Among the more ominous reports from or about Syria today is one from the LA Times that middle-class, educated Syrians are becoming ambivalent about the anti-Assad rebels, especially given the increased evidence of jihadists among them.
Hassan Hassan in The National also comments at length on the jihadis' presence among the rebels. Although, he says, their presence is sometimes overhyped in the Western media, their ability to provide social services to people has enhanced their appeal. But perhaps his most foreboding comment comes at the end:
The bottom line is this: the longer this crisis goes on, the more time radical forces from all sides will have to dig in.
Meanwhile, reports the NYT, the main opposition group in exile, the National Coalition for Syrian Revolutionary and Opposition Forces, met Saturday but was unable to fashion a transitional government. The disconnect between this bunch and the rebels doing the actual fighting remains too broad.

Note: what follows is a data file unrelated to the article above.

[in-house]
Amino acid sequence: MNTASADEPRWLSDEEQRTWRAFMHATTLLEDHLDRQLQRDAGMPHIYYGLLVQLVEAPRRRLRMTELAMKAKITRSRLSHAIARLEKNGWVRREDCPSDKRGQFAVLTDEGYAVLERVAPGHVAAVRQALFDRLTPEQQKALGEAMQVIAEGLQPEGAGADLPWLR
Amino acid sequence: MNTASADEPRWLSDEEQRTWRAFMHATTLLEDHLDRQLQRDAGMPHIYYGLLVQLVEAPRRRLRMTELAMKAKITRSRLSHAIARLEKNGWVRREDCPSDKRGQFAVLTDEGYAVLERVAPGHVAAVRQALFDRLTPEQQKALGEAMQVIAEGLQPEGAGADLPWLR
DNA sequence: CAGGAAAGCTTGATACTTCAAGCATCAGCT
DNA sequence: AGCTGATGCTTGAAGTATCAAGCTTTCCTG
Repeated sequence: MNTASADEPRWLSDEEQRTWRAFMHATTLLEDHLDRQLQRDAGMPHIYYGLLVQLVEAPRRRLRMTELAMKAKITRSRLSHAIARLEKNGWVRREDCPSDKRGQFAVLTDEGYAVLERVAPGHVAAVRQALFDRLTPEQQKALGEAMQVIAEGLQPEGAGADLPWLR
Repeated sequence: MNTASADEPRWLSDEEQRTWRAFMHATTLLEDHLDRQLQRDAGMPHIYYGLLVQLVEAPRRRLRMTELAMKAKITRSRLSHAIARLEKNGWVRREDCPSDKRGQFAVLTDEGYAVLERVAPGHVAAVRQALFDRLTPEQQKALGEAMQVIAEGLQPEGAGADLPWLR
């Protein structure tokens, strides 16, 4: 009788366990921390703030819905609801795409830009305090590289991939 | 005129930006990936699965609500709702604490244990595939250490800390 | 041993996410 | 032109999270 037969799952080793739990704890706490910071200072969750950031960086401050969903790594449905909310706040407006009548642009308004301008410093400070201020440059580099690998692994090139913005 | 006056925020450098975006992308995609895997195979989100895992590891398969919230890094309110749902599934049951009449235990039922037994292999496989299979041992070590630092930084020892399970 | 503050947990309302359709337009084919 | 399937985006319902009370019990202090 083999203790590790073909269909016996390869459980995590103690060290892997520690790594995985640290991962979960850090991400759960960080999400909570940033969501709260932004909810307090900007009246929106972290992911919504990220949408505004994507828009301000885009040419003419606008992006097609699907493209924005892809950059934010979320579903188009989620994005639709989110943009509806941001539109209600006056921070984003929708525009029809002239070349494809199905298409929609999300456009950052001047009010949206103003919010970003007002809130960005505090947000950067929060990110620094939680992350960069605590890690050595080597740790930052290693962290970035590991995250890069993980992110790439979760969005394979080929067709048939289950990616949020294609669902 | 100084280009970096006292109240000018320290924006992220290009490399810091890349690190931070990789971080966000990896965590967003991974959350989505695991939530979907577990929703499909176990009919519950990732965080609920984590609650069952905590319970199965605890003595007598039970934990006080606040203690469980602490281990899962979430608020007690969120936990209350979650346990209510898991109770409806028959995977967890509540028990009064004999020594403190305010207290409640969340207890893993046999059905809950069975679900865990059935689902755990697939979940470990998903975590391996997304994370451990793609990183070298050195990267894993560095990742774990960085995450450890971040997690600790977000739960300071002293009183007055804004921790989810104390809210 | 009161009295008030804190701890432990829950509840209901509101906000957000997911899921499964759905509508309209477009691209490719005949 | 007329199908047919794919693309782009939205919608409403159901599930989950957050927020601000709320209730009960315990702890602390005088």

Meanwhile, displacement and exile has rendered hundreds of thousands of Syrians miserable. Hungry, wet, cold, impoverished, children and the elderly at risk of death by illness or exposure. They have no prospects, can see absolutely no light on the horizon. Hence, frustration, anger.
That's a perfect breeding ground for people preaching extreme solutions. It's also lousy raw material with which to fashion a new political and social contract when the time for that comes.